Philadelphia man sentenced for immigration fraud and other federal crimes

PHILADELPHIA - A man from Willistown Township, Pa., was sentenced to 18 months in federal prison on Oct. 21 after pleading guilty to three counts of immigration fraud, one count of illegally possessing a firearm silencer without a serial number, and one count of conspiracy to commit tax fraud. The case was investigated by U.S. Immigration and Customs Enforcement (ICE).

Sean O'Neill, 49, pleaded guilty to the charges on April 16. During the proceeding, O'Neill admitted he fraudulently obtained U.S. permanent residence status by lying about his criminal record, his marriage and his membership in a prohibited organization. In his application for U.S. permanent residence, O'Neill denied having any prior arrests or criminal convictions when, in fact, he had four prior convictions in the United Kingdom. One of his arrests occurred when he was a member in the Fianna na h'Eireann, an organization dedicated to the violent overthrow of British rule in Northern Ireland.

"This case reinforces ICE's commitment to enforcing our nation's immigration laws," said Andrew M. McLees, acting special agent in charge of the ICE Office of Investigations in Philadelphia. "We will continue to aggressively investigate immigration fraud and shut down vulnerabilities that pose a threat to our national security."

O'Neill admitted to various charges, including the following: falsely claiming he was a U.S. citizen during a judicial proceeding; possessing a foreign-manufactured silencer that without a serial number; and engaging in a conspiracy over more than 10-years to defraud the Internal Revenue Service of federal taxes. O'Neill owns a construction company, a restaurant and bar, and a property development business. During the conspiracy against the IRS, he paid some of his employees in cash to avoid paying the required federal payroll taxes to the IRS.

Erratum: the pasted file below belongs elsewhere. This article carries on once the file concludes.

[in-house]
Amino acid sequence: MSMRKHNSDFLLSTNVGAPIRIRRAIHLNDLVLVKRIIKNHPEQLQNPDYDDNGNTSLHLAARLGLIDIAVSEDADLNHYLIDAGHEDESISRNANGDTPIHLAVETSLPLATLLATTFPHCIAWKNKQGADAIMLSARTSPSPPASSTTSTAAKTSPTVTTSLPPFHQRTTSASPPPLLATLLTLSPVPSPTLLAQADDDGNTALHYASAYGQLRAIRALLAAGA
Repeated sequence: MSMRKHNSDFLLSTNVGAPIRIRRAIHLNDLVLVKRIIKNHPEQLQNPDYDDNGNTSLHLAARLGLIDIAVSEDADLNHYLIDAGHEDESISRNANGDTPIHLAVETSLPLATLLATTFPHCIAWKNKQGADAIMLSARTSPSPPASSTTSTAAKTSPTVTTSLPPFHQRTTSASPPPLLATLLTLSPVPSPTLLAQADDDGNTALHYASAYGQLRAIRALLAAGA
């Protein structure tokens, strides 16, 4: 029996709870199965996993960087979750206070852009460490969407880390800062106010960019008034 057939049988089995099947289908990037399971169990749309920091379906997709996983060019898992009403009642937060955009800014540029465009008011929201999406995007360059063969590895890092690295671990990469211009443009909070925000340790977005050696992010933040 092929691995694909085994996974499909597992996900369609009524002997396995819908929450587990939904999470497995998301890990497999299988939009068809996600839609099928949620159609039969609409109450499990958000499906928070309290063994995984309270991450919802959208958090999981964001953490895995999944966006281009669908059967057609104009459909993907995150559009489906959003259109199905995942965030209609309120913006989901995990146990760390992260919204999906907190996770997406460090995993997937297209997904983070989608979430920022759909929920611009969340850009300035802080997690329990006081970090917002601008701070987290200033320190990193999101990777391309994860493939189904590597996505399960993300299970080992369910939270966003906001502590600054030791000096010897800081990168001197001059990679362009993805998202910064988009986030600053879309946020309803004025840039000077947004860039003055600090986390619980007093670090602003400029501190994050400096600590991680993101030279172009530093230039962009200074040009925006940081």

In addition to the imposed prison term, U.S. District Court Judge William H. Yohn Jr. ordered O'Neill to make restitution to the IRS in the amount of $395,000, and pay a $60,000 fine. According to court documents, O'Neill also agreed to voluntarily leave the United States by stipulating to an order of removal, and agreeing not to fight his removal proceedings in immigration court.

The agencies assisting in the ICE investigation included: the FBI; the Bureau of Alcohol, Tobacco, Firearms and Explosives; the Internal Revenue Service; and the Pennsylvania State Police. Assistant U.S. Attorneys Nancy Beam Winter and Alexander T.H. Nguyen, Eastern District of Pennsylvania, prosecuted this case.

Immigration fraud poses a severe threat to national security and public safety because it creates a vulnerability that may enable terrorists, criminals, and illegal aliens to gain entry to and remain in the United States. ICE uproots the infrastructure of illegal immigration by detecting and deterring immigration fraud.

Individuals and criminal enterprises often use fraudulent documents to obtain driver's licenses and social security cards. Traffickers and alien smugglers use these documents to facilitate movement into and within the United States; and they are also used to shield illegal aliens from detection within our society. Fraudulent documents may be used to illegally obtain government financial benefits and entitlements intended for U.S. citizens or U.S. permanent residents, and to obtain unauthorized employment.